Reader Questions - Paying Directors

board members c c & rs h o a homefront reader questions Aug 06, 2012

Dear Mr. Richardson,

Ran across your column recently and that spurred me into writing you.

I belong to an HOA in Riverside County. I have been told that state law governing HOAs override all HOA rules and regulations, CC&Rs and bylaws. However, if an HOA chooses to be more restrictive than the laws governing the HOA it may do so.

This leads me to the following question. I understand that Corp Code 7233 allows the directors to be compensated for any work they do for the HOA. That is if they bring said compensation to the attention of the membership and said compensation is approved by the membership.

Our bylaws prohibit directors from being compensated for any work done for the association. This leads me to believe that this bylaw, being more restrictive than the state law, would override Corp Code 7233.

Am I correct in my assumption?

G.P., Aguanga

Dear G.P.,

Yes, but two different issues may be involved. An Association’s governing documents may in most respects be more restrictive than the law, with a few exceptions. However, Corporations Code 7233 refers to the HOA doing business with a director, not paying a director for the director’s services. I discourage clients from doing business with members, and often suggest bylaws be amended to ban contracts with a member (including directors) unless the contract is approved by membership vote.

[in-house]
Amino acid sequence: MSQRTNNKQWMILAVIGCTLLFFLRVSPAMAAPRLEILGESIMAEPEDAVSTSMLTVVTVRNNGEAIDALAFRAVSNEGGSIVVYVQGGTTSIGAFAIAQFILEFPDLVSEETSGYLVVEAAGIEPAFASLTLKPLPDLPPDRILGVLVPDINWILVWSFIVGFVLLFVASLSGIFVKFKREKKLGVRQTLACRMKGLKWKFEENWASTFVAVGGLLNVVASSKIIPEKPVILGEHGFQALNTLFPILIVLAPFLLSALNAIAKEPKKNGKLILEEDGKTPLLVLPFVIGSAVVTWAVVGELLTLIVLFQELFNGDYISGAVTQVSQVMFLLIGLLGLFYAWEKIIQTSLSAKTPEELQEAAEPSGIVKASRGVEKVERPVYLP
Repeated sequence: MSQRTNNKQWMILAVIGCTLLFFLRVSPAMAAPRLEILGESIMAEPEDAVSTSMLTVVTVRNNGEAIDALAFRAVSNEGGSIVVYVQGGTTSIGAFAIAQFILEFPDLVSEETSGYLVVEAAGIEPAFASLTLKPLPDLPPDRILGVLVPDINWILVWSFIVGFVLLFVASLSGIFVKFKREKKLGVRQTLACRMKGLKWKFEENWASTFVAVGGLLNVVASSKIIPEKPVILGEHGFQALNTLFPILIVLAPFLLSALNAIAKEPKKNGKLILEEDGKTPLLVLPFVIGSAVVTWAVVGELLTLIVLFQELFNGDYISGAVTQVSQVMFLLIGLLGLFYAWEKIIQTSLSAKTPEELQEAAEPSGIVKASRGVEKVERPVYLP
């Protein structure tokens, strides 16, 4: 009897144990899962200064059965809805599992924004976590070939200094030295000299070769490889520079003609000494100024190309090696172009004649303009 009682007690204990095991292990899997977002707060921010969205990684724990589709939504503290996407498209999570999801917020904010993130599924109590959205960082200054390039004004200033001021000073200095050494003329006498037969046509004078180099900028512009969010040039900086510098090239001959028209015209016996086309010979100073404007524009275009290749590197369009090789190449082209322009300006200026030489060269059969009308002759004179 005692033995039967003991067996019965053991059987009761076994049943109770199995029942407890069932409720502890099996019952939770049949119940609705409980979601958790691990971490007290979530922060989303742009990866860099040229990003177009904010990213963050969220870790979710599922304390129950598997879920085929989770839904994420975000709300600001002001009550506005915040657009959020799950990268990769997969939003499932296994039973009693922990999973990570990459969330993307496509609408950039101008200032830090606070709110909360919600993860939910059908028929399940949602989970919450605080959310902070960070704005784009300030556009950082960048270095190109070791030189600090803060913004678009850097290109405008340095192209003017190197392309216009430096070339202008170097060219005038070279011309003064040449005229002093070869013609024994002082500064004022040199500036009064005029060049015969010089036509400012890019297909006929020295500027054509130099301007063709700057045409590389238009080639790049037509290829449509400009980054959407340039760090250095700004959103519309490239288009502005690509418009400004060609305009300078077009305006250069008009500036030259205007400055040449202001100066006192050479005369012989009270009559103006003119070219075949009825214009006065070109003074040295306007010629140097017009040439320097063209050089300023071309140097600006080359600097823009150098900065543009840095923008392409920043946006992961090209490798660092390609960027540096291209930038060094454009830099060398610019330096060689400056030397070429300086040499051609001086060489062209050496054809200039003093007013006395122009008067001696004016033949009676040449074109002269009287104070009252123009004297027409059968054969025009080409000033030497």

Contracting with a homeowner presents several problems – the possible questionable appearance, the problem of suing one of your neighbors if the work goes badly, and the possible claims that the homeowner is getting a “sweetheart deal”. One director did earthmoving work for his association for free, and there still were allegations that something was wrong with the arrangement!

As to compensating directors for their service on the board, interestingly, there is no specific section in the Davis-Stirling Act banning directors from being paid. HOWEVER, there are at least three reasons why receiving any compensation:

  1. Volunteer immunity under Civil Code 1365.7 is lost;
  2. Volunteer immunity under Corporations Code 7231.5 is lost; and
  3. The integrity of the board’s governance is damaged.

Can a director be reimbursed for out of pocket expenses? Yes. “Value of time” or “mileage” is not “out of pocket”, however. If you can show the treasurer a receipt, then it is out of pocket.

Compensation of any kind, whether cash or a discount on assessments is a very bad idea, and not worth the loss of immunity and the damage to board’s credibility.

Thanks for your question,

Written by Kelly G. Richardson

Kelly G. Richardson Esq., CCAL, is a Fellow of the College of Community Association Lawyers and a Partner of Richardson | Ober | DeNichilo LLP, a California law firm known for community association advice. Submit questions to [email protected]. Past columns at All rights reserved®.